Trump, taunted by protesters, delivers barbs on immigration in L.A. Harbor speech
The setting matched the message Tuesday as Donald Trump stood beneath the gun barrels of a 57,000-ton battleship in Los Angeles Harbor and fired rhetorical blasts on immigration, trade and national security.
But protesters on shore nearly drowned out Trump, the front-runner for the Republican presidential nomination, as his shipboard rally set the stage for Wednesday’s GOP debate at the Reagan Presidential Library in Simi Valley.
Borrowing Richard Nixon’s polarizing pledge to stand up for the “silent majority” amid the social upheaval of the 1960s, Trump told supporters gathered on the ship’s stern that Americans were disgusted by the U.S. allowing immigrants to “just pour into the country” illegally.
“They’re disgusted when a woman who’s nine months pregnant walks across the border, has a baby, and you have to take care of that baby for the next 85 years,” Trump, wearing a red baseball cap emblazoned with his “Make America Great Again” campaign slogan, told the crowd.
“Booooooo!” the audience responded.
The comment was typical of Trump’s remarks on illegal immigration on the campaign trail. He has led in polls for much of the summer, tapping into fears about people in the country illegally and garnering support mostly from restive Republicans drawn to his political-outsider status.
Trump appeared unfazed by the loud and relentless taunting by demonstrators waving signs reading “Deport Trump!” and “We’re All Anchor Babies.” But the talkative New York real estate tycoon, whose speeches can exceed a full hour, spoke for just 13 minutes, packing his remarks, as usual, with superlatives.
He pledged a military buildup that would force the leaders of Russia and Iran to respect America.
“Nobody’s going to mess with us,” he said.
He called President Obama’s nuclear agreement with Iran “one of the dumbest deals and one of the weakest contracts I’ve ever seen of any kind.”
“Fire him, Donald!” a man in the crowd bellowed. “Fire him!”
Trump, the only one of the 15 candidates in Wednesday’s debates to appear publicly Tuesday in Southern California, assailed Obama on trade with Japan, China and Mexico, saying the leaders of all three countries were smarter and more cunning, a favorite comparison of his.
Japan’s “massive ships float right here and they drop off the cars, right?” he said, gesturing to the giant container vessels floating nearby. “They drop off thousands and thousands and thousands of cars. Millions of cars. And we sell them beef.”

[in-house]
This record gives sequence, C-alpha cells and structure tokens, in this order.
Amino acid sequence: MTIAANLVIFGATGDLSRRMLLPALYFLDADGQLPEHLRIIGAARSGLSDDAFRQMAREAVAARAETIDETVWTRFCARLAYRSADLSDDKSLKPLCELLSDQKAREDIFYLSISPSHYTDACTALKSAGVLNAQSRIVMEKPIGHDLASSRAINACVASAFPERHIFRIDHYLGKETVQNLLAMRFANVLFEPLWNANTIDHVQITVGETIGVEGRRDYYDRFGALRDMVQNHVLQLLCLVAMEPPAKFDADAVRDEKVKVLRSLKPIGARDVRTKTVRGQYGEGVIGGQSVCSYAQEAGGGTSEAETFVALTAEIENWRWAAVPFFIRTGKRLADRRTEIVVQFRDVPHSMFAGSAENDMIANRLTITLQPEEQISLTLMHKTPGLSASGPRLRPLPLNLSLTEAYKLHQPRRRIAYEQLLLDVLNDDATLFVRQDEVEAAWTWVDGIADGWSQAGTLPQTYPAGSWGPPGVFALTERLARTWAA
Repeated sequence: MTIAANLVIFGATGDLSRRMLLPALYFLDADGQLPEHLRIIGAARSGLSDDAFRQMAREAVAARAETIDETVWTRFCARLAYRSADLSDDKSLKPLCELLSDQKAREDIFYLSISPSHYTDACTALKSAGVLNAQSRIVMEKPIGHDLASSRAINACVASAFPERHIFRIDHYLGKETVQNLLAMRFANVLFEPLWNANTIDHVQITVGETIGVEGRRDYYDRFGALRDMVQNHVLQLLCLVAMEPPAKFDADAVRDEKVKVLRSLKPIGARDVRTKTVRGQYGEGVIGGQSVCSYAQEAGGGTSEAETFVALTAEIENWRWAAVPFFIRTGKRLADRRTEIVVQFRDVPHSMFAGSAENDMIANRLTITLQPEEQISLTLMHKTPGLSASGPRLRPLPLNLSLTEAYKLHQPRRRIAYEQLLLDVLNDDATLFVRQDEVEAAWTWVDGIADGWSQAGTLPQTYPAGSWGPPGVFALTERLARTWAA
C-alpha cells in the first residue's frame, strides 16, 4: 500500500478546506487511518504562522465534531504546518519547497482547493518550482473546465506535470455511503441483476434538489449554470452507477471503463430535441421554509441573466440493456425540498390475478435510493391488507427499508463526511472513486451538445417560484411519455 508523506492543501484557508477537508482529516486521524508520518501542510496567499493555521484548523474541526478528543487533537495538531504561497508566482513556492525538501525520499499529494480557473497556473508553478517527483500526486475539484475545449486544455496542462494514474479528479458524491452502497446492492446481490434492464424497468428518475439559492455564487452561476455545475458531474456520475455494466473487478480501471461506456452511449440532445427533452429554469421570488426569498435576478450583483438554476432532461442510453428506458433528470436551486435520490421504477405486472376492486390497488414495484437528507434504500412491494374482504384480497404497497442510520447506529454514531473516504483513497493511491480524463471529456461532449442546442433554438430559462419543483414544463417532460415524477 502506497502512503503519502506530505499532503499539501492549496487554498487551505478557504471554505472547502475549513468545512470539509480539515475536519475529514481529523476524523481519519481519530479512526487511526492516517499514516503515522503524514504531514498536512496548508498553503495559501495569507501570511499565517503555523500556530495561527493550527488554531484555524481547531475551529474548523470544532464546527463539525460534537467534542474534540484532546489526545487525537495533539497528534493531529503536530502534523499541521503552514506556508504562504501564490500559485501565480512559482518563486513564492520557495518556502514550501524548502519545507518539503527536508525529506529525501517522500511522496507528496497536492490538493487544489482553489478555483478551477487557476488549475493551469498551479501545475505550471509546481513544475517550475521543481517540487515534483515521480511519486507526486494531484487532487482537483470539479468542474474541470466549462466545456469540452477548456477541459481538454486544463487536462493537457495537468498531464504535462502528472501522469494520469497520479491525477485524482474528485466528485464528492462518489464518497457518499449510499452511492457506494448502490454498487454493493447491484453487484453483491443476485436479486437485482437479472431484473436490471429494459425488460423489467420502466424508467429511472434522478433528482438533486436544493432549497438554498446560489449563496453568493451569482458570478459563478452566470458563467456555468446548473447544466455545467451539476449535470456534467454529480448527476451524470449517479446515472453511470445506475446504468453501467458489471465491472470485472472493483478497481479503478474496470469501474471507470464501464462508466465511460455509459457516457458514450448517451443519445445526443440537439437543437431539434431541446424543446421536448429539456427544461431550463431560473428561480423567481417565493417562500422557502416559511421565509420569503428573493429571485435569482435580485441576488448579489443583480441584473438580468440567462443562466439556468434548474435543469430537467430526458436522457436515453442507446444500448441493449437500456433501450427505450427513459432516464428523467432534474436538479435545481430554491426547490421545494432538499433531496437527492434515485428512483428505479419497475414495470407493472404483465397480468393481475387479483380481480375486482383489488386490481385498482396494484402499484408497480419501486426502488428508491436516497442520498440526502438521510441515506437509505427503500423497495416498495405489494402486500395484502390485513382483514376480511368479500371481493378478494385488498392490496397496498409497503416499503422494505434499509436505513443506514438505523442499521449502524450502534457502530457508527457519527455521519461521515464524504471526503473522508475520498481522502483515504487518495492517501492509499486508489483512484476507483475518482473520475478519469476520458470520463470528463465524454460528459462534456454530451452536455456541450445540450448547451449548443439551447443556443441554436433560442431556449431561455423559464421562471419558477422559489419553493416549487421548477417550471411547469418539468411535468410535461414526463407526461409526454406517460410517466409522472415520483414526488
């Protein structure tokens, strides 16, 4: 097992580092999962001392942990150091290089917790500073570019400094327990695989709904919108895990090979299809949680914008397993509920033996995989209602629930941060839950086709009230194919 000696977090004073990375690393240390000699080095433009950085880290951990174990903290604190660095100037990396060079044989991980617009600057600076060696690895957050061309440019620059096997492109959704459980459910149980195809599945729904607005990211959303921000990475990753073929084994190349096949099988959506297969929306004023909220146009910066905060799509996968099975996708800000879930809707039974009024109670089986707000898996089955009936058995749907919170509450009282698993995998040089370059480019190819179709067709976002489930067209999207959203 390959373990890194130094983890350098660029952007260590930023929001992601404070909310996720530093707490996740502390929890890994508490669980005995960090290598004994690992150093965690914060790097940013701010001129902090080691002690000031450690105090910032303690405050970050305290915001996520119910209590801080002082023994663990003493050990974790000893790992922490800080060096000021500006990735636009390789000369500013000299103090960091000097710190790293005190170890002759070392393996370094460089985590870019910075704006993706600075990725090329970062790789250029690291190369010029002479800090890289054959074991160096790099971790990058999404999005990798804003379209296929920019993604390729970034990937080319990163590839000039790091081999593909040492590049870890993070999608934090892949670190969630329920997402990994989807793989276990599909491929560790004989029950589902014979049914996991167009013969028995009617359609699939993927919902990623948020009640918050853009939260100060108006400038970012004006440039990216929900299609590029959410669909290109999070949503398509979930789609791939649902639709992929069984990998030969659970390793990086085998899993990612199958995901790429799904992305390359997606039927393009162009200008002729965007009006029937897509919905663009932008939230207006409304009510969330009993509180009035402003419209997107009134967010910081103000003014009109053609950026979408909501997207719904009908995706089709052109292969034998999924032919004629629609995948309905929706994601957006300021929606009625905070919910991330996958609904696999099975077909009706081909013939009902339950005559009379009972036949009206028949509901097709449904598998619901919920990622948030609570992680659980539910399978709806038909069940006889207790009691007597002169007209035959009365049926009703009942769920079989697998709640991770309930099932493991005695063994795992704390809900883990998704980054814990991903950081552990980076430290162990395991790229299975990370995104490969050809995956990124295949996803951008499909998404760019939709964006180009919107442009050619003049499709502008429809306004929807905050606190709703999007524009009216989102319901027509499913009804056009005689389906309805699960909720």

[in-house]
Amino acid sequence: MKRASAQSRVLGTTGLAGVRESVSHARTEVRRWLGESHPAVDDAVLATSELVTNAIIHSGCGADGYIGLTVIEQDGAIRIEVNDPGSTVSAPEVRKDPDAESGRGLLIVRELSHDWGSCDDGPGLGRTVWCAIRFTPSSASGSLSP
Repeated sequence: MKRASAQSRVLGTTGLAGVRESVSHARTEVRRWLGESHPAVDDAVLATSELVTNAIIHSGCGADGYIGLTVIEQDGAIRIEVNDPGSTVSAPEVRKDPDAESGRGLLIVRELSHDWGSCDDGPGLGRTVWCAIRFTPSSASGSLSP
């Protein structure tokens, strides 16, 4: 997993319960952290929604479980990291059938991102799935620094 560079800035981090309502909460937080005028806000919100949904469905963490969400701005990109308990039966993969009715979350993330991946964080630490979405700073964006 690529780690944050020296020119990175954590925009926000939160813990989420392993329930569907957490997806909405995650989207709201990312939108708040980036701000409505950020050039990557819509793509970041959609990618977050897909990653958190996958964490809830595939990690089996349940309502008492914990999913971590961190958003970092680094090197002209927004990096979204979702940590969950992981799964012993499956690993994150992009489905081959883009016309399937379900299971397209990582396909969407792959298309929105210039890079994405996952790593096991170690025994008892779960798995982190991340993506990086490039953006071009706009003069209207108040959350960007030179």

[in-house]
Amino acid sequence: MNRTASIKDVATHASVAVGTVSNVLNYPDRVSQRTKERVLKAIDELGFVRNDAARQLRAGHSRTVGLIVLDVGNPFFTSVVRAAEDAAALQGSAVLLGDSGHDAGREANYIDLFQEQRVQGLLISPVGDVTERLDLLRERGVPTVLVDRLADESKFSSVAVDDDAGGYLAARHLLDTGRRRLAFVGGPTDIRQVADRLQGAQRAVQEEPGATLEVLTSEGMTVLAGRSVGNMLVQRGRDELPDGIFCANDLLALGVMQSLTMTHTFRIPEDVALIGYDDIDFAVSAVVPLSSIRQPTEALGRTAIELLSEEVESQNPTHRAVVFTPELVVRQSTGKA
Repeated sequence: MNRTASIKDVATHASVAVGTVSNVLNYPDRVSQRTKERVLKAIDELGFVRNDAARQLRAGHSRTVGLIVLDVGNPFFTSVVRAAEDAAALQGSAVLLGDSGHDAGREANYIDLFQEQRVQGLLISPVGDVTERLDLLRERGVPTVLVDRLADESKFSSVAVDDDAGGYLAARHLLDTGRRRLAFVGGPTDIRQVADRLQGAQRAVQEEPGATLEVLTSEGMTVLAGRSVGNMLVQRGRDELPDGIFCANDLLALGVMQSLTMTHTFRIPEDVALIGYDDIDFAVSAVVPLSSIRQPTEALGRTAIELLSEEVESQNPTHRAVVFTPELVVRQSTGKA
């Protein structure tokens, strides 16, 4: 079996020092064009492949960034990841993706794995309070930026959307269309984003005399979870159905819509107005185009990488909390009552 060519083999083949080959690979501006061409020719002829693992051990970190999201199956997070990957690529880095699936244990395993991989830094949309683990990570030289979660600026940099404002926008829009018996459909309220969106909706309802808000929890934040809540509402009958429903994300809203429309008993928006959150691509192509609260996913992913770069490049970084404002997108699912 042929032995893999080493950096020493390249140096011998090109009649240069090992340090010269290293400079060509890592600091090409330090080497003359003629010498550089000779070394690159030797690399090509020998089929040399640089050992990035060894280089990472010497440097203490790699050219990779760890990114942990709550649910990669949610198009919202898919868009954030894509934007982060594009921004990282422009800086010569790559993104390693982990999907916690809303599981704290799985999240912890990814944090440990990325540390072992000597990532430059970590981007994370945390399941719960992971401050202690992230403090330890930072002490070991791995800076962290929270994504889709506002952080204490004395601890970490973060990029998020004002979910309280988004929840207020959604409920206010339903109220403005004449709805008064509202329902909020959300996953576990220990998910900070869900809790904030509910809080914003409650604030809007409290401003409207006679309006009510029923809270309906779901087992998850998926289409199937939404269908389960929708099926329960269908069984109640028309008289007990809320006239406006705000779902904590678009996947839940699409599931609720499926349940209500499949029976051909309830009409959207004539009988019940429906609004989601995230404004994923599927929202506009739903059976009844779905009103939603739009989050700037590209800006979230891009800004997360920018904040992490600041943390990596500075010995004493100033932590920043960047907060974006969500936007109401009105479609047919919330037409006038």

The crowd erupted in laughter.
Trump’s event was a fundraiser for Veterans for a Strong America, a group that endorsed him Tuesday.
Trump’s stature with veterans has been bumpy. Trump offended some this summer when he mocked Arizona Sen. John McCain’s record of service as a prisoner of war for five years in Vietnam, saying he’s “not a war hero.”
He ignored calls to apologize, but has been casting himself as a champion of veterans, as he did again aboard the battleship Iowa, now a museum.
“We have illegal immigrants that are treated better, by far, than our veterans,” he said.
Trump, who received draft deferments during the Vietnam War and has never served in the military, has called on CNN, the sponsor of Wednesday’s debate, to donate its advertising revenue to veterans groups.
Marine veteran Scott Fischer of Lake Forest, who attended the rally, said he was undecided on Trump but was concerned about illegal immigration.
“They’re just letting everyone from all these countries in,” he said.
One of Trump’s biggest applause lines was his promise to make Mexico pay for a wall along its entire border with the U.S. He lamented drugs pouring into the country.
“Not a good deal: We get the drugs, they get the money,” he said. “The drug cartels are going wild. They cannot believe how stupid our government is.”
It was just such comments that drew 18-year-old Rebekah Kritz of San Pedro and a couple of hundred other protesters to the ship’s berth.
“He’s a racist,” Kritz said bluntly. “We can’t let people just constantly call for a wall to be built to keep others out. It’s like putting people against people.”
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